“In fact, the cynics among us will be as eager to point these things out as the ancient children of Israel were to use their hardships in the desert as an excuse for disparaging their emancipation from slavery.”
On revamping the economy, the President said the administration has engaged over 500 new investors, developed legislation to support new economic zones and launched national development conference, among others.
Earlier, Vice-President Chilima also provided a list of public reforms that have so far been implemented and warned that the country should not stop reforming the public sector as “reforms are like breathing. When you stop breathing, you die”.
He said: “Your Excellency, these reforms are, therefore, an answer to the cries for change that the people of Malawi have for so long hoped for but never realised. The reforms are a first step towards permanently institutionalising the people’s choice of a responsive citizen-centric government that they voted into power on 23 June 2020.”
The Vice-President said the reforms were a culmination of tireless efforts of many Malawians of various walks of life, from women hawking peanuts to lawyers in wigs and gowns, from plumbers to big-hitting executives, from local community organisers to senior battle-hardened politicians who fought tirelessly and in great unity to bring about electoral victory on June 23 this year.
“The reforms will ensure an improved service delivery, decentralised and devolved functions of government, effectiveness, enhanced transparency and accountability with attendant value for money; professionalism by civil servants and public officers, improved revenue collection and improved citizen satisfaction and trust in public bodies,” said Chilima.
But away from the palace, much of the reaction focused on the gender equality questions as activists on social media took turns tearing apart the President’s reaction.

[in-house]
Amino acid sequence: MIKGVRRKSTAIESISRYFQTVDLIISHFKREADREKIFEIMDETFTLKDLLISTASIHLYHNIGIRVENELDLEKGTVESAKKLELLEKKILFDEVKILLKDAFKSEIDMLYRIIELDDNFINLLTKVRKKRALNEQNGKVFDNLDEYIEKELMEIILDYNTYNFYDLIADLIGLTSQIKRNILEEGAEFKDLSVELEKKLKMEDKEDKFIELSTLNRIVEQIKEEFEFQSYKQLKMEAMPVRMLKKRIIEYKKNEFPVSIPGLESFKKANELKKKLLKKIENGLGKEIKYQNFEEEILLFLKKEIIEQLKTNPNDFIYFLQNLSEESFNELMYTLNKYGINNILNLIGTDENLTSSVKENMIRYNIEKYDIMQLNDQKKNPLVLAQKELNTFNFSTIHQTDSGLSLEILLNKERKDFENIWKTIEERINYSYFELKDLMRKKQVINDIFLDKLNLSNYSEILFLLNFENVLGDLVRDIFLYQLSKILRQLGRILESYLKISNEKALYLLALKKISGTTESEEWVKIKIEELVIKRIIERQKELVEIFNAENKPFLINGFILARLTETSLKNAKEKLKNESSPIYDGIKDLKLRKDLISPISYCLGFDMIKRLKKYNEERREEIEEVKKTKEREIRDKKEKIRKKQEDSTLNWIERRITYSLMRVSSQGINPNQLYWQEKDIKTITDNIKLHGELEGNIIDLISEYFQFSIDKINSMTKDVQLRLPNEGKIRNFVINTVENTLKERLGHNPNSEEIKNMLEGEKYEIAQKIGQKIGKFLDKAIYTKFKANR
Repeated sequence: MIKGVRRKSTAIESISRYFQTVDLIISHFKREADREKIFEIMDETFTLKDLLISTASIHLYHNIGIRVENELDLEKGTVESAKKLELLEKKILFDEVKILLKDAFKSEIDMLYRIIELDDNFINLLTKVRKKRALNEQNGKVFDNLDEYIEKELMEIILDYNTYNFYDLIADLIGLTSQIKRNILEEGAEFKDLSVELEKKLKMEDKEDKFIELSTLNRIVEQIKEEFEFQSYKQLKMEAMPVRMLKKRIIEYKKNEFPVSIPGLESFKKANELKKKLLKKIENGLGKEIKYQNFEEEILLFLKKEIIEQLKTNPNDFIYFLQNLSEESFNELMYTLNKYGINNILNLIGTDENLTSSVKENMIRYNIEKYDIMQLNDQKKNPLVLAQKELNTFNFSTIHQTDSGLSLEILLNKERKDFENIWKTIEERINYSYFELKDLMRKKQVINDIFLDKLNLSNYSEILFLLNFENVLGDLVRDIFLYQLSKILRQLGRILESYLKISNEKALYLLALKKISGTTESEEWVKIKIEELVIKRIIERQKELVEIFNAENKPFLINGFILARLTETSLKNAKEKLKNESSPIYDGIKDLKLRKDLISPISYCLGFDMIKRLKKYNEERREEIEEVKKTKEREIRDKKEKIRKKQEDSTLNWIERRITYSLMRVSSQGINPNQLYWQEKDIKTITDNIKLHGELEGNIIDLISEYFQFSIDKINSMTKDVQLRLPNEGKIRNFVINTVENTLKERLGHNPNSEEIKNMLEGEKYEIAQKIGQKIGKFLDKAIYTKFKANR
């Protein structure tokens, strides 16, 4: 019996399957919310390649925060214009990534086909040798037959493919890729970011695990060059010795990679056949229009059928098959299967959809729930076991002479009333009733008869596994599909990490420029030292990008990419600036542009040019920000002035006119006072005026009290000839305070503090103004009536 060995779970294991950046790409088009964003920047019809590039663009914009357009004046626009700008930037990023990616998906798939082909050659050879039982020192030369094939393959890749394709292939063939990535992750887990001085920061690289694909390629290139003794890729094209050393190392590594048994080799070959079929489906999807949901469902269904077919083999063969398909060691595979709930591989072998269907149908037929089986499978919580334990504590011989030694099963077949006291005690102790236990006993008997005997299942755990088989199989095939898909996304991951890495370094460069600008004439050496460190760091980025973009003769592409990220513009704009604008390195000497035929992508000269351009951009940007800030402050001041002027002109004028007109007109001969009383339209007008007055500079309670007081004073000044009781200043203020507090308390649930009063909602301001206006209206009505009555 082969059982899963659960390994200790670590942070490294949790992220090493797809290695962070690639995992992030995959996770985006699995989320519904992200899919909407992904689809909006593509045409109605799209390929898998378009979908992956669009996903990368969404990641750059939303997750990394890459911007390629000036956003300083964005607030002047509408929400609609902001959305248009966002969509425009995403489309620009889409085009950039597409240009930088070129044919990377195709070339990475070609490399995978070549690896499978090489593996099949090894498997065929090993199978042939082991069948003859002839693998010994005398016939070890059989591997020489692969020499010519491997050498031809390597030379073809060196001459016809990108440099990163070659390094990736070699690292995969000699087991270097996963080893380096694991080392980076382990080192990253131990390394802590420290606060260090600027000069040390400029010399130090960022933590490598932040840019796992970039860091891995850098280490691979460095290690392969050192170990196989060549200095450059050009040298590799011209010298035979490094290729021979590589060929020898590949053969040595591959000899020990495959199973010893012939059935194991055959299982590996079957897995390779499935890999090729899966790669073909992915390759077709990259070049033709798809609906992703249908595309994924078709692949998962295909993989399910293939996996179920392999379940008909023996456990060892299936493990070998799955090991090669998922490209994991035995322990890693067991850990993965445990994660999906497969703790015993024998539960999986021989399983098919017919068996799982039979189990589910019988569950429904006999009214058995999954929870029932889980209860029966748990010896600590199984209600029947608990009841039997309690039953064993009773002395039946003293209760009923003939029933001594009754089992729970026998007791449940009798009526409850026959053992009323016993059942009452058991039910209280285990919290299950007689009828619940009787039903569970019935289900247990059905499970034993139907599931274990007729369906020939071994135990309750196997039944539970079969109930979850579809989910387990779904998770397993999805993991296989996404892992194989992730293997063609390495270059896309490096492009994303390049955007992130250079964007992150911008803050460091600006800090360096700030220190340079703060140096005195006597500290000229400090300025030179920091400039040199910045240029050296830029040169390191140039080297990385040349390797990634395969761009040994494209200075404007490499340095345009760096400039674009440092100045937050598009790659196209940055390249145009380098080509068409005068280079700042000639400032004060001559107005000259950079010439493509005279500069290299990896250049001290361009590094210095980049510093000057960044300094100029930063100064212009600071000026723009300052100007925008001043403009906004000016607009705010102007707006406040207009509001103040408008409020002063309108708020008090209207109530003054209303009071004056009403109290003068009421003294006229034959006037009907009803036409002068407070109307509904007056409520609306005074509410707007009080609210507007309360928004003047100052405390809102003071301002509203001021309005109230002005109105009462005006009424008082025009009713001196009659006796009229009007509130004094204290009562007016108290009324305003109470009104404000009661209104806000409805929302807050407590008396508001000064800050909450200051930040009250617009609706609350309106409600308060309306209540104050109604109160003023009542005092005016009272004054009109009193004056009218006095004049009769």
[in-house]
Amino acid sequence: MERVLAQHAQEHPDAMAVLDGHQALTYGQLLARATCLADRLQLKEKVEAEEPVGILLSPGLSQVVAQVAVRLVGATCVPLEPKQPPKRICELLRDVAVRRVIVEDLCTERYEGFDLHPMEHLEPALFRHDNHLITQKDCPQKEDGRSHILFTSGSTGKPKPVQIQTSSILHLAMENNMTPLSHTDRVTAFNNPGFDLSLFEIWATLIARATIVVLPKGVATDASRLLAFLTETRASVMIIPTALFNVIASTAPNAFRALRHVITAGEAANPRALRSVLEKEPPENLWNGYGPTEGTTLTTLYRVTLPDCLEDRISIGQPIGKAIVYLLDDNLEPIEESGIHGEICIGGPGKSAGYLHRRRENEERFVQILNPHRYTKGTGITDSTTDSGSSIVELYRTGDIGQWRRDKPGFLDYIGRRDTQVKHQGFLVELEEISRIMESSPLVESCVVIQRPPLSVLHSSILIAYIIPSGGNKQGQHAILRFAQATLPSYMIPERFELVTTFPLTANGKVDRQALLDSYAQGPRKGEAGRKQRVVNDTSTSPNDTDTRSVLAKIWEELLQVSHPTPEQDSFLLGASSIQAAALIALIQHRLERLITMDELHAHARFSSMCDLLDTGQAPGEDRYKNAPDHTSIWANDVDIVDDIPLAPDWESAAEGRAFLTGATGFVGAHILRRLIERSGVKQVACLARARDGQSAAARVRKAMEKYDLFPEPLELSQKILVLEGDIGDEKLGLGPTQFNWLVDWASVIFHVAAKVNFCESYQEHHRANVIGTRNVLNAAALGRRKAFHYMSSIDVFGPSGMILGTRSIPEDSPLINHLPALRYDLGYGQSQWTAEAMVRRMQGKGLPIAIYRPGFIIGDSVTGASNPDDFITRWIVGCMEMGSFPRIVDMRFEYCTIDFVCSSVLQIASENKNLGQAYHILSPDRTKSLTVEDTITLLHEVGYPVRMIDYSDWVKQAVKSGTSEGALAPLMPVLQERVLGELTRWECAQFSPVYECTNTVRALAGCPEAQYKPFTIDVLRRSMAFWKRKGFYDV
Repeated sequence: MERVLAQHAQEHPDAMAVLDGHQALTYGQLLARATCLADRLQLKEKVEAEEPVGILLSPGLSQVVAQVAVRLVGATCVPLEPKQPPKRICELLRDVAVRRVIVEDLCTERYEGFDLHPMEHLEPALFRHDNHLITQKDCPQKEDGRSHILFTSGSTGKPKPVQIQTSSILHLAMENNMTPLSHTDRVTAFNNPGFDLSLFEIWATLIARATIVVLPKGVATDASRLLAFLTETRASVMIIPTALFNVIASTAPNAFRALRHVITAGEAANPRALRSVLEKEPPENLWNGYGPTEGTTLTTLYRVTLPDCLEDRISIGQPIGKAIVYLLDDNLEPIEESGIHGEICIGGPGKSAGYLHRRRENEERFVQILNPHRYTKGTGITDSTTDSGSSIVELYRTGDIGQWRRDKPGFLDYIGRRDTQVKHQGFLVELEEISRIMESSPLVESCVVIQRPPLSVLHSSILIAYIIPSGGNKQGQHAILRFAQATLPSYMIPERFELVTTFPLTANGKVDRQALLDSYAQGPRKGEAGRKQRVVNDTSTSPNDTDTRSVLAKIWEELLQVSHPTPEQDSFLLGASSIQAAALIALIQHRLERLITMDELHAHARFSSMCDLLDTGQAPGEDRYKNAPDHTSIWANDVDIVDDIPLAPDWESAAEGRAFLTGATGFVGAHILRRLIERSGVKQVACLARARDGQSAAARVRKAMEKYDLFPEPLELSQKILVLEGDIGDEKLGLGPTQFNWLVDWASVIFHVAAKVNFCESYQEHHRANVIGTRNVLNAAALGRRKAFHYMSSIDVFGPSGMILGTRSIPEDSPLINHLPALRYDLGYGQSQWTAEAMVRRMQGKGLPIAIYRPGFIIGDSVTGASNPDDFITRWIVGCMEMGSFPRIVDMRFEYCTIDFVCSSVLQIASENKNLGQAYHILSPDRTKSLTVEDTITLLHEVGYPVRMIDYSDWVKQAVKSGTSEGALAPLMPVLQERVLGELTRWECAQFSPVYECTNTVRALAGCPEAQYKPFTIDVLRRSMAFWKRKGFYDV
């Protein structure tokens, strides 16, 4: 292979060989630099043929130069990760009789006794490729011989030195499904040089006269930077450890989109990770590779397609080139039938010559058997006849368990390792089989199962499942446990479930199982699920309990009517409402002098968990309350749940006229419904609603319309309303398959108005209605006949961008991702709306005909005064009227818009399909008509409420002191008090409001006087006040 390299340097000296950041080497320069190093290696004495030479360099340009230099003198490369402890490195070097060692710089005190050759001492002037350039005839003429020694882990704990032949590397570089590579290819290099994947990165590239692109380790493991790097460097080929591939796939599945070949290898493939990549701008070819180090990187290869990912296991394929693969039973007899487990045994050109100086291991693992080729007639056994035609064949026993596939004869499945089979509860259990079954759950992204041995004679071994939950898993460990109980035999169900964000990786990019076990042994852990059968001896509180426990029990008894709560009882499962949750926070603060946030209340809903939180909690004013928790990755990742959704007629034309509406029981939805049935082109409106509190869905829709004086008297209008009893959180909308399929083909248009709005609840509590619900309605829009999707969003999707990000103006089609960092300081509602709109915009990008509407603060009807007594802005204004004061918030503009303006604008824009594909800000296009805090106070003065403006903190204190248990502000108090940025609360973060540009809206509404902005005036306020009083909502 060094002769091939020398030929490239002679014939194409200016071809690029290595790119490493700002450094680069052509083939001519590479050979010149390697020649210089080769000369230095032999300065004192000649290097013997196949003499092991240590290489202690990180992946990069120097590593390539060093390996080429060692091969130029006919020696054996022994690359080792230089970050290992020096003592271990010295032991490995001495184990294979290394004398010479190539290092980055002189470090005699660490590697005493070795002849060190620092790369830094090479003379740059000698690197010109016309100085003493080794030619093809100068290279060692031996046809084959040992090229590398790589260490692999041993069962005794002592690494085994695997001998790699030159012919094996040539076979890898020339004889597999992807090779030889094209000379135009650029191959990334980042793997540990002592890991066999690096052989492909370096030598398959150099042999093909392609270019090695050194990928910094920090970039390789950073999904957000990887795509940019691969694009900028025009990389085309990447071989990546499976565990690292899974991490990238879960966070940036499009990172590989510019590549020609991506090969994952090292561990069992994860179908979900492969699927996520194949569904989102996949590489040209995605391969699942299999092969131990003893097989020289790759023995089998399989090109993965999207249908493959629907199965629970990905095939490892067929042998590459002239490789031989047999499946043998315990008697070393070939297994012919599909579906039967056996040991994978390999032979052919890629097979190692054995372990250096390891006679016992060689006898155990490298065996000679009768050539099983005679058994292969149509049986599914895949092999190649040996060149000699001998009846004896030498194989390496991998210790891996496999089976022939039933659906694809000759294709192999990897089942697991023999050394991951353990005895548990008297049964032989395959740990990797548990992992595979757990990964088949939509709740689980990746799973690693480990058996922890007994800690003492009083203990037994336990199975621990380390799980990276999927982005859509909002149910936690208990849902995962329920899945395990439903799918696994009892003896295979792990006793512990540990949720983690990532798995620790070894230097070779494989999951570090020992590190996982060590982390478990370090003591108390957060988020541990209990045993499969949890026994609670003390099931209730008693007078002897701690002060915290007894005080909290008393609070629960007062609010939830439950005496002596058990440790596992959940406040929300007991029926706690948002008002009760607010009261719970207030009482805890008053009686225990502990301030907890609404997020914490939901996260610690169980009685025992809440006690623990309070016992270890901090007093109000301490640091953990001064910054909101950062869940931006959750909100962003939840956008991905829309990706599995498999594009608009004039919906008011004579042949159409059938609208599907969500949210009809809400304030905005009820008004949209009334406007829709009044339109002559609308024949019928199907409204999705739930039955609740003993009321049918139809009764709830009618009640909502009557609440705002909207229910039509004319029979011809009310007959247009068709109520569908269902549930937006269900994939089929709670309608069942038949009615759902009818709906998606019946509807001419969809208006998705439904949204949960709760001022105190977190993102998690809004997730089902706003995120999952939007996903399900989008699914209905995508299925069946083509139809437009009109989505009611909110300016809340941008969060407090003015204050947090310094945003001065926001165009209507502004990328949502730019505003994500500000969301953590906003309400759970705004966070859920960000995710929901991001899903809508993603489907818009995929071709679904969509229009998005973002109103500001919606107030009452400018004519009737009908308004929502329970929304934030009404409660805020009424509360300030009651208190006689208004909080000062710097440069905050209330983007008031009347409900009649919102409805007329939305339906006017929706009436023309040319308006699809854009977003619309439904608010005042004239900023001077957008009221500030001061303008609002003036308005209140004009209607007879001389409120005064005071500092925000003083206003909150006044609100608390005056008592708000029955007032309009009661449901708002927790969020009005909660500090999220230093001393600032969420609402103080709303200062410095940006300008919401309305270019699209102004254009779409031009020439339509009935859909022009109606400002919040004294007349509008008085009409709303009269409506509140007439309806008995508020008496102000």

Speaking to The Nation, Women Legal Resource Centre executive director Maggie Kathewera Banda, who is also one of the coordinators for Women’s Manifesto and the 50-50 Campaign, said women activists were disappointed by the President’s speech.
Kathewera Banda said the President has failed to walk the talk on empowering women after previously committing that his administration would promote women to different positions.
She said the Chakwera administration failed to adhere to the Gender Equality Act that stipulates that 40 percent of public positions should go to women.
She said: “There are many capable leaders within the Tonse administration who can serve in various positions.
“He should go there and ask for their curriculum vitae [CVs] and the question really is that the President says he is not aware of many educated women out there and says we should give him their CVs.
“Did he ask for CVs from men as well before making the appointments?”
Mzuzu-based women’s rights commentator Wezi Moyo concurred with Kathewera Banda and described the President’s remarks as unfortunate.
“I am not convinced with the response of the President. How about men who were appointed in different positions? Where did the President get their names?” she quizzed.
Read a detailed assessment of Chakwera’s 100 days in tomorrow’s The Nation.